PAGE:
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October 16, 2006 | by  | in Features | [ssba]

The Year In News

2006 wasn’t exactly the most scintillating year for news. There were no real elections, no injunctions, and only a few pithy protests. Although, on the other hand, there was plenty of bitching and scandal, whether it be in the Beehive or in our very own VUWSA workroom. Blood all over that carpet. But if anything, 2006 will be known as the year when the mud stuck just that little bit better than usual. Probably because there was not much else happening.


The University year began as it would continue: with the Union playing the tough guy routine. Student Job Search was forced to relocate after being slapped with a bill for rent for their spot in the Union Building which, being a non-profit organisation, they couldn’t pay. Luckily the VUWSA Trust came to the rescue and offered up the Mount Street building. The regular Salient hostel-bashing got underway early this year, with issue one carrying a story about former Unicomm residents having to wait over three months to have their bond returned. And the 2005 ‘Offensive Issue’ of Otago University’s student magazine Critic was banned.

Outside the ivory towers of the University, debate over freedom of speech raged after several New Zealand newspapers, including our beloved Dominion Post, printed the Muhammed cartoons. The allegations about Labour MP David Benson-Pope abusing students back in the day when he was a teacher surfaced, as did the beginning of the Labour pledge card overspending bitch fight. New Zealand tabloids got more excited than a blind lesbian in a fish shop when director Lee Tamahori was arrested in Las Vegas for soliciting, reportedly wearing women’s clothes and a wig.


Gold diggers of all ages put on their highest heels and most seductive of pouts when it was announced that Trade Me founder Sam Morgan had sold out to Australian media company Fairfax for a cool $200 million. Unfortunately, as we were soon reminded in gushing newspaper coverage, he was already happily married. Allegations surfaced in everybody’s favourite conspiracy theory organ Investigate magazine that Labour MP David Parker had done something that was possibly illegal relating to company law or tax or something.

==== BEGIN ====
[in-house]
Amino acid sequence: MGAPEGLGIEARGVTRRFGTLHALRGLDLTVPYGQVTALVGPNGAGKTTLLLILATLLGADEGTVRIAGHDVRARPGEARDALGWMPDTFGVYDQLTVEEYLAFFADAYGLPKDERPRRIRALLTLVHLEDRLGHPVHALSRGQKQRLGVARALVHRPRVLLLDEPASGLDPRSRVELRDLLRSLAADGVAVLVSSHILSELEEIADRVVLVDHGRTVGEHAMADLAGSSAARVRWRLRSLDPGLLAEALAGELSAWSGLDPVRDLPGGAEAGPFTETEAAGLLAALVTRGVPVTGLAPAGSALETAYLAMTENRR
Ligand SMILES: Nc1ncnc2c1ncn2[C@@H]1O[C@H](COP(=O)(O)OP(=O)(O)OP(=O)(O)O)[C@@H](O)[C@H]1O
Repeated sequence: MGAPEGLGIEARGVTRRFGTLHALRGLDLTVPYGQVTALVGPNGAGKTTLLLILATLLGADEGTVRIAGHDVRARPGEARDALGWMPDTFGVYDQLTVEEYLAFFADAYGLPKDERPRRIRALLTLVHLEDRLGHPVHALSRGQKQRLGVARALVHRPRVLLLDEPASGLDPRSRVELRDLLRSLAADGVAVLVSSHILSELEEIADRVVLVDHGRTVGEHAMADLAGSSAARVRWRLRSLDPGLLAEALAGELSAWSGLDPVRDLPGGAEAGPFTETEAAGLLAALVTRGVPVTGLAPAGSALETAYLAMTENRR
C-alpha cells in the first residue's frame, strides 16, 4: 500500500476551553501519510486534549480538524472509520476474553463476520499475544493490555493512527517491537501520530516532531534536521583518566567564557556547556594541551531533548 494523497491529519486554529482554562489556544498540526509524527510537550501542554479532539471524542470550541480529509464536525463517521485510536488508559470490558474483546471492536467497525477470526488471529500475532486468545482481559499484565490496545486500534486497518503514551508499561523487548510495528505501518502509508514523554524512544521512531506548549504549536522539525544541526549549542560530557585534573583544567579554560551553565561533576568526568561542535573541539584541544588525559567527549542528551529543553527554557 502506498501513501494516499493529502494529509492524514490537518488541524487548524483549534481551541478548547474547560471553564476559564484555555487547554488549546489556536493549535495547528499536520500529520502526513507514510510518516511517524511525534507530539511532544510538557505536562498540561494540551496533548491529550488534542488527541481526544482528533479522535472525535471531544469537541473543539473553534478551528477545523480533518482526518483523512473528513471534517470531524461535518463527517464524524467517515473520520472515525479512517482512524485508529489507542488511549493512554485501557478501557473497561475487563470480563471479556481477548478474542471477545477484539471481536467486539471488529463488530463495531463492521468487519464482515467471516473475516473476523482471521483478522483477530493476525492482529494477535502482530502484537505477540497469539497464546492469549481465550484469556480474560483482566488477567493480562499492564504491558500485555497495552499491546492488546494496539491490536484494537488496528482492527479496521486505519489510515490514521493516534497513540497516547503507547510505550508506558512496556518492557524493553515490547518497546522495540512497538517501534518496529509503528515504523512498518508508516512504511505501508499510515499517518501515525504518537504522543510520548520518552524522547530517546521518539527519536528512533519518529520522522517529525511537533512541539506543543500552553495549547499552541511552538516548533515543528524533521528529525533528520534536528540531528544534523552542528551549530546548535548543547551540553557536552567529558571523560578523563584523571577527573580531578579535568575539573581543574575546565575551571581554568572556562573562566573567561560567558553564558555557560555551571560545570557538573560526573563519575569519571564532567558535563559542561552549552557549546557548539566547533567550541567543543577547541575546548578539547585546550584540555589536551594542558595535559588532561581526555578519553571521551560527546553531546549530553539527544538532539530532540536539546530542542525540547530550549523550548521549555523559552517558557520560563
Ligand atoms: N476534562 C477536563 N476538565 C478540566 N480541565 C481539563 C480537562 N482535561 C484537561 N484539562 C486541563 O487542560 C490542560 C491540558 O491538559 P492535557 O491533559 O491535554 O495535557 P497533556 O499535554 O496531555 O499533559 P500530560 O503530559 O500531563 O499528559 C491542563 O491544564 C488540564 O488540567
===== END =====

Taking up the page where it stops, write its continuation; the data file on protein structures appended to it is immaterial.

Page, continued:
Nominations for the first of what would become many VUWSA byelections opened in March, followed by the first of many cock-ups which saw one candidate left off the ballot paper. VUWSA also finally completed their 2005 budget, almost nine months late, and carrying no hint of the financial problems to come. Official complaints were made to VUWSA after a so-called “punk” band encouraged several first year students to expose themselves on stage. President Nick Kelly had his car clamped by the Union after abandoning it in a loading zone.

Roughly eighty people, mostly hippies and anarchists, turned out on a VUWSA march on Parliament to yell at the Government about fee increases. Which was a bit dumb because Parliament was in recess at the time, and less than a month later the interest write-off came into force.


The news headlines in April were dominated by the Louise Nicholas rape case and the suppression order on additional evidence, the illegal release of this evidence resulting in court action. Labour MP David Parker was cleared and mostly reinstated to his positions, after it was revealed that he hadn’t actually done anything illegal, despite having thought he had. ACT leader Rodney Hide shocked the nation with his weight loss as he went into training for his appearance on Dancing with the Stars. The Herald on Sunday, with sleaze we previously thought even the Sunday Star-Times incapable, attempted to get one of its reporters to sleep with Rolling Stones frontman Mick Jagger. Turns out they’re just friends.

Students were able to have their cake and eat it too, when several Labour MPs hijacked a VUWSA meeting in the Quad to give out cake in a celebration of student loans going interest-free. VUWSA watchers who wagered on the first resignation of the year being Education Vice-President Miri Duffield were proved correct when she left VUWSA for another job. Victoria hosted the annual University Games, and despite uninformed coverage and predictions in Salient, Vic managed to win the coveted shield.


A humble messenger in the Prime Minister’s Department stole Michael Cullen’s budget thunder, when he handed details of the local loop unbundling to a biking buddy, oops, happened to work at Telecom. So when the budget was finally unveiled, people continued to bitch about tax cuts, or the lack thereof. A joke in Salient went horribly wrong, and earned us a stern finger-wagging from the mainstream media, who prefer their racism to be in the form of salacious front-page sensationalism regarding immigrants. Our bad. Some guy got angry because a Police Officer told him his scarf was “gay”. And Tana Umanga hit a team mate with a hand bag.